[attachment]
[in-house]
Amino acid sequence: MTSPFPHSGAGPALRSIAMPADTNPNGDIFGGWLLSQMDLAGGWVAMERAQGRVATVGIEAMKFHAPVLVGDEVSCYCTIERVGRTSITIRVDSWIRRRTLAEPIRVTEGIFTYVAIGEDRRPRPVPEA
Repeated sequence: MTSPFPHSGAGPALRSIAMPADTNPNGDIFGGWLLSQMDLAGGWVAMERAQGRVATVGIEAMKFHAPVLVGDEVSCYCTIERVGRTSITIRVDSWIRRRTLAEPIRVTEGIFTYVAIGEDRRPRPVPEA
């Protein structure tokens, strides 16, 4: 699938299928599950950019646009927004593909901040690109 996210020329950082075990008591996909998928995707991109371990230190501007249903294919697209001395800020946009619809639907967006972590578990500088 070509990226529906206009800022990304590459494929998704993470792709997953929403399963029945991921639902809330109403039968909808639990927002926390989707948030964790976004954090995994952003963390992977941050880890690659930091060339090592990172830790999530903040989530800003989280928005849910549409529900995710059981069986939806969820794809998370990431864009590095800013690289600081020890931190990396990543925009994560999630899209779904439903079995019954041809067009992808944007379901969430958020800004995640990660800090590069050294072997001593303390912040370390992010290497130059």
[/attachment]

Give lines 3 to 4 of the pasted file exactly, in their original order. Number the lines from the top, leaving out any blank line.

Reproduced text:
Repeated sequence: MTSPFPHSGAGPALRSIAMPADTNPNGDIFGGWLLSQMDLAGGWVAMERAQGRVATVGIEAMKFHAPVLVGDEVSCYCTIERVGRTSITIRVDSWIRRRTLAEPIRVTEGIFTYVAIGEDRRPRPVPEA
């Protein structure tokens, strides 16, 4: 699938299928599950950019646009927004593909901040690109 996210020329950082075990008591996909998928995707991109371990230190501007249903294919697209001395800020946009619809639907967006972590578990500088 070509990226529906206009800022990304590459494929998704993470792709997953929403399963029945991921639902809330109403039968909808639990927002926390989707948030964790976004954090995994952003963390992977941050880890690659930091060339090592990172830790999530903040989530800003989280928005849910549409529900995710059981069986939806969820794809998370990431864009590095800013690289600081020890931190990396990543925009994560999630899209779904439903079995019954041809067009992808944007379901969430958020800004995640990660800090590069050294072997001593303390912040370390992010290497130059």